The m_env and m_con objects can't be easily protected at a lower level than the globals m_env_mutex and m_con_mutex. They should be reworked with const methods and members as much as possible and / or split in more manageable objects for maybe having more local mutexes.

Those lacking mutexes are enough to explain aleatory crashes. I don't think other static errors are really meaningful for voxelands or has been corrected with some cleaning by the op or me.

Last edited by BrunoLafleur; 06-06-2024 at 10:19 AM.
 
Old 06-06-2024, 08:43 AM   #81
BrunoLafleur
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Quote:
One problem with a threading fault is that the corruption would not be severe enough.
That might mix writes from two threads, but that data would at least be otherwise valid ptrs.
The corruption can be very severe and maybe not correlated at all with valid ptr but else we have contents which get directly corrupted because they are written at the same time they are read, so they end in an indeterminate state even for simple variables. Moreover some objects are lists which are updated at the same time we read them. So they end in a really bad state in some playing circumstances.

And for simple ptrs, they are not atomic and can be corrupted.

All those should be corrected after adding the missing m_env_mutex in client.cpp. server.cpp should now be thread safe.
 
Old 06-09-2024, 03:13 PM   #82
BrunoLafleur
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I have done a new patch which replace the previous at the same link as before.

I have added some missing mutex in the client side. m_env_mutex is not good for the client. But some more inside local mutexes were missing and were pointed by valgrind. They locks lists (append, delete of elements who could be in a really bad state without locking).

I have tested with valgrind --tool=drd --error-limit=no and -DENABLE_AUDIO=off in cmake (sound is way too long to test in valgrind).

And for now it doesn't segfault in some hours playing, but it is not a proof it will not segfault again.
 
Old 06-09-2024, 10:52 PM   #83
chris.willing
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Is there any possibility the thread starter could change the thread title please? Discussion of updating GCC (which is why I clicked on it) has long passed so is a bit misleading now.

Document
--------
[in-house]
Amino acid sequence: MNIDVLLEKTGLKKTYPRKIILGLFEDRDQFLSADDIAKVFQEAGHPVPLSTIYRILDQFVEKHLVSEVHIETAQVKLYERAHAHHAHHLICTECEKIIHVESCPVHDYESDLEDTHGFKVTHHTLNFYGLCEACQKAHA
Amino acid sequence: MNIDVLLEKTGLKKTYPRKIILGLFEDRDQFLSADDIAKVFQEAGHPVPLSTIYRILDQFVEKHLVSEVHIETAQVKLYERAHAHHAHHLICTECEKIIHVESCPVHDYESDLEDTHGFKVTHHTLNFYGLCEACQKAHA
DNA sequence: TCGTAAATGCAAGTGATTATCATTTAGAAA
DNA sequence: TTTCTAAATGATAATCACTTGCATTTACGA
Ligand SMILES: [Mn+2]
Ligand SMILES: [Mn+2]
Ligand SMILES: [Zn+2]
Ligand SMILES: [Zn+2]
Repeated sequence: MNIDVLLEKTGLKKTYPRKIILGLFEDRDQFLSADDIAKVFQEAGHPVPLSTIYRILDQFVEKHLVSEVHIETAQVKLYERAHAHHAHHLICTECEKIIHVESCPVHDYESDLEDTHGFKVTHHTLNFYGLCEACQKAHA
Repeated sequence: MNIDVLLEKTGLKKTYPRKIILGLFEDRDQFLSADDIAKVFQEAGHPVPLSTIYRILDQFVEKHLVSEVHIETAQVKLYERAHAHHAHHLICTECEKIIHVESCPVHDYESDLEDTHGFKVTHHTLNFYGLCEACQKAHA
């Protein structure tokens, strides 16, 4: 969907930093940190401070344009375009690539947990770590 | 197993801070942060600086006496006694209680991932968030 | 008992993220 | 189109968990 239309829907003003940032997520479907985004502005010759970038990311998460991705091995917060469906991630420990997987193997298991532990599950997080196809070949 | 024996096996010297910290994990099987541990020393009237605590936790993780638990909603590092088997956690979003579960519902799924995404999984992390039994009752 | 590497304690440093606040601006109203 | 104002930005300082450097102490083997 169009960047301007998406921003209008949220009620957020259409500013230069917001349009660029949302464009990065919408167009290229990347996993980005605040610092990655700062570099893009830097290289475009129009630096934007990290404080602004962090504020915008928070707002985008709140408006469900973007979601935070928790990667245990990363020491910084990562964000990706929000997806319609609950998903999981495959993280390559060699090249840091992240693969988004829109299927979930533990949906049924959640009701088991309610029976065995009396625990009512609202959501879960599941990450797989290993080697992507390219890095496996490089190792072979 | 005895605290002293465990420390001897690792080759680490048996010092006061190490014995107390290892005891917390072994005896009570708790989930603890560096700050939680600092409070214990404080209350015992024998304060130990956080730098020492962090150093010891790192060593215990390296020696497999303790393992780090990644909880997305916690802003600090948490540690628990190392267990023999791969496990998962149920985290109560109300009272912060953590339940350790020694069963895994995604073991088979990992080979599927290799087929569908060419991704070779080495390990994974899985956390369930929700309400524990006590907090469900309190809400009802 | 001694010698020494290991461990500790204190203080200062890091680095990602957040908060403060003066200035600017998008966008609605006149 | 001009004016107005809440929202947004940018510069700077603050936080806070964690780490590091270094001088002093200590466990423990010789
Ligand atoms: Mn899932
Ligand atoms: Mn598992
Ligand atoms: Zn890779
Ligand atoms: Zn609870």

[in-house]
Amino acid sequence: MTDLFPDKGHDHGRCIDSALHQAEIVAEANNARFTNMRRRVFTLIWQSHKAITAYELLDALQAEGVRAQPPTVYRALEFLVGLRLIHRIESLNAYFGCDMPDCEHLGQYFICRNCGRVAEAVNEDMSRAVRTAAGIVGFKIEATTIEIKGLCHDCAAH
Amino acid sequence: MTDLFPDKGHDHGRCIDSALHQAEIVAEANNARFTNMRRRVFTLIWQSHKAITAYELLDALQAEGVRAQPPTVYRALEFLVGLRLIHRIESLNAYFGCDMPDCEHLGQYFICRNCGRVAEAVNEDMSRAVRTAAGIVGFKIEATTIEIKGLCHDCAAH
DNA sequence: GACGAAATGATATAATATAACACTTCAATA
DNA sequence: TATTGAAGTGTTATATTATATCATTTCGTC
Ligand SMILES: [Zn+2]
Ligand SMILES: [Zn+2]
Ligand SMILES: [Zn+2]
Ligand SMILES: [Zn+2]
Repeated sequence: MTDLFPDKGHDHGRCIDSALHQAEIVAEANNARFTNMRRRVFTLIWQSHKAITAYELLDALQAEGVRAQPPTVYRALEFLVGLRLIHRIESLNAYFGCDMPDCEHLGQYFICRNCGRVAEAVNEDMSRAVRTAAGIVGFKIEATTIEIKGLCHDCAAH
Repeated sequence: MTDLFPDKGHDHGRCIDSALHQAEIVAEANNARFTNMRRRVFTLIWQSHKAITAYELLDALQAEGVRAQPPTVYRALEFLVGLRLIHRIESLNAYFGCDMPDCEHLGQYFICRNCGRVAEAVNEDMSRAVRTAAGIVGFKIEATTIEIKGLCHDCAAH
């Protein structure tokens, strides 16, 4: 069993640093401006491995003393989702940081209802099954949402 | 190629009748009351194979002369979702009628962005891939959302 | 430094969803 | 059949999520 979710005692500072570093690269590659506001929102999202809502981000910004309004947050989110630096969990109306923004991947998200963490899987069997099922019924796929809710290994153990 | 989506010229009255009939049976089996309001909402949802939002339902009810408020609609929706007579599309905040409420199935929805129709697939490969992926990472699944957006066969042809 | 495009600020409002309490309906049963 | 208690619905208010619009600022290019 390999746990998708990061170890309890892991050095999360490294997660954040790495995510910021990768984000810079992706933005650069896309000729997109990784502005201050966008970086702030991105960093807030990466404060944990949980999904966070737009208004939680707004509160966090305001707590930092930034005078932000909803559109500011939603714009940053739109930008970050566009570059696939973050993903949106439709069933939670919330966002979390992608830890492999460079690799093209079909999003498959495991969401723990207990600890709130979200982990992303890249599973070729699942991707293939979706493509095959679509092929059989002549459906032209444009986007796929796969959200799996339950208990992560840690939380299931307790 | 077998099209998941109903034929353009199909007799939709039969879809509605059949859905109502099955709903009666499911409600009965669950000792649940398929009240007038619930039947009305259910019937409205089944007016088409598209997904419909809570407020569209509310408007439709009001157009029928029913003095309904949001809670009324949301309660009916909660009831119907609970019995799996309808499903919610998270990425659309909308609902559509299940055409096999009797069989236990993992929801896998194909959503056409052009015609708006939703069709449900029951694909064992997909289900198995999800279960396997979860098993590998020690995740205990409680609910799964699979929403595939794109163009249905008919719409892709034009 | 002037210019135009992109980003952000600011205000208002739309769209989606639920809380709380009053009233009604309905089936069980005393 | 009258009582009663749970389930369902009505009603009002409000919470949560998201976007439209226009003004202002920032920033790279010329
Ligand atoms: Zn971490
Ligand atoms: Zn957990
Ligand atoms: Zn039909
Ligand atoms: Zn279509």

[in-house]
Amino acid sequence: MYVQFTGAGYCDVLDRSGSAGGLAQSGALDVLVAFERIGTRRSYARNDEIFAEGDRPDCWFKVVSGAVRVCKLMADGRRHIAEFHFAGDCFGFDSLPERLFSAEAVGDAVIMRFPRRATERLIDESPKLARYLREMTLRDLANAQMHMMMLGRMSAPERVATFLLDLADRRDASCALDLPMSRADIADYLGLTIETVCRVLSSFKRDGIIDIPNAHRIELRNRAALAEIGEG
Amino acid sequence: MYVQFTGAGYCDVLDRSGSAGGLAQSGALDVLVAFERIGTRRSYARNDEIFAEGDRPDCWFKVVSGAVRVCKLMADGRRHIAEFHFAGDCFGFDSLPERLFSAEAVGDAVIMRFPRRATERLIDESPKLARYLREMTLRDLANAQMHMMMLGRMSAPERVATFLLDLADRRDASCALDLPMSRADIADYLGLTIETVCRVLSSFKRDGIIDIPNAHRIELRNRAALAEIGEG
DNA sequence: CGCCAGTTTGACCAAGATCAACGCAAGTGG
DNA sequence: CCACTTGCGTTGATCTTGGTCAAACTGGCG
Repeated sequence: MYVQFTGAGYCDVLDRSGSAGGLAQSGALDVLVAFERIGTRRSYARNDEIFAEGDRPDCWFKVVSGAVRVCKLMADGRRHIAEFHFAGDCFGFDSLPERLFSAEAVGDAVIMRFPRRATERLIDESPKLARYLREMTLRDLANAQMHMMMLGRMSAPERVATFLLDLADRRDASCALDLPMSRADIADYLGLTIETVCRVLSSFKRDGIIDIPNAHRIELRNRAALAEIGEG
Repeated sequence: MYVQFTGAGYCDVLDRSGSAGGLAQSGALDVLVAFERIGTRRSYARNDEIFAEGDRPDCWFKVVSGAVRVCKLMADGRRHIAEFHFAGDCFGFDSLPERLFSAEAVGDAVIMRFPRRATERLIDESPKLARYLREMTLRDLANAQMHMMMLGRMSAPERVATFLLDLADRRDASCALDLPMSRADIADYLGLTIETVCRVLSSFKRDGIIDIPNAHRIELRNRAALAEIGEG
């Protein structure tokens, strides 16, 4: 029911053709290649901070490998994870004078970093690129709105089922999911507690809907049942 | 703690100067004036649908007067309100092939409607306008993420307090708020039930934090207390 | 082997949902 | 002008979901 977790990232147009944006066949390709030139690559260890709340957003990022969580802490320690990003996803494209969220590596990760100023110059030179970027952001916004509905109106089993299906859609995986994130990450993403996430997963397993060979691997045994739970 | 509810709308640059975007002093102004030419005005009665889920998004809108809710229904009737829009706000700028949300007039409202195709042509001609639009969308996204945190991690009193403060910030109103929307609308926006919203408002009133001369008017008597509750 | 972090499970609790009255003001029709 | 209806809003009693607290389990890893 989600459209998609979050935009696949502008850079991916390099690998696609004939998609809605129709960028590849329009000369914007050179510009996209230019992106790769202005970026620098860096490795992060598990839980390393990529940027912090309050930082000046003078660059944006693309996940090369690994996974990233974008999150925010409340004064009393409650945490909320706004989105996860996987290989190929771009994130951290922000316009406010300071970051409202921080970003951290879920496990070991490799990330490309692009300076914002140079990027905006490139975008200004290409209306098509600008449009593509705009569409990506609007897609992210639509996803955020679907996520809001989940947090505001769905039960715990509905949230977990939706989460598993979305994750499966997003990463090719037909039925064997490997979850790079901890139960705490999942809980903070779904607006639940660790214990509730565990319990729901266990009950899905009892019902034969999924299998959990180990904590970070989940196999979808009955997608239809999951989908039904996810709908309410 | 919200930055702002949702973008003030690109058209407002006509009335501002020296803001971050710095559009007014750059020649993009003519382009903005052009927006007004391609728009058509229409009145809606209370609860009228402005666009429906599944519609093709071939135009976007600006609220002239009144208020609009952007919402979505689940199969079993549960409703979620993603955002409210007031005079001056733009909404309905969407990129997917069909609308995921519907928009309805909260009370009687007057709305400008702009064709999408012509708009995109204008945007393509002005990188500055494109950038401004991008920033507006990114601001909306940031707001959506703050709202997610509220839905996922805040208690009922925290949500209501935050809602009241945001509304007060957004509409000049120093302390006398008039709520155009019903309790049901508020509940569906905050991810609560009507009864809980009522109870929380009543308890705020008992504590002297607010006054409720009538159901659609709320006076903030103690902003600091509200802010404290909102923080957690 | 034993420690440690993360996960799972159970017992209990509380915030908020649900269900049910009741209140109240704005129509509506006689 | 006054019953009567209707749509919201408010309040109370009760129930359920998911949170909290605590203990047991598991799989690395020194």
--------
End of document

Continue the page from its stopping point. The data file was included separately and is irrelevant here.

Old Yesterday, 04:37 AM   #84
selfprogrammed
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I also have gotten longer sessions without segfault. It still has bad_alloc.

I have been adding the cleaning-patches ver1 by hand, so I can see what they are and what might be affected. I have gotten 70% done with that.
Some of the patches really need some comments, as I cannot determine if there is something serious being fixed, and some of the patches modify the program behavior (drop package).
I still have not found a really clear bug fix in the patches. Perhaps in ver2 of the patches.
Such patches might be easier to deal with if they were issued separately instead of as one big patch.
To apply ver2, I am going to have to got through it by hand to find the new changes.
It would be different if I was just trying to patch the program so I can run it, but for the immediate effort I am trying to find the mystery bug, so I have to read it line by line.

The original post was about mystery bugs that defied understanding.
I still do not understand the bugs and how they could behave like that. I suspect there is something wrong in this program besides the thread locking.
My meaning for "understand" may be considerably different than that of other commenters.
I want more than "it could", and want to see the sequence of events.

Synopsis:
1. BrunoLafleur has run voxelands, and has observed the faults. He has also made patches that have made it much better.
He has also managed to run valgrind upon it.
2. I have compiled using GCC 12.3, which changed the exact symptoms, but not the nature of the symptoms. It is still buggy, in the same way.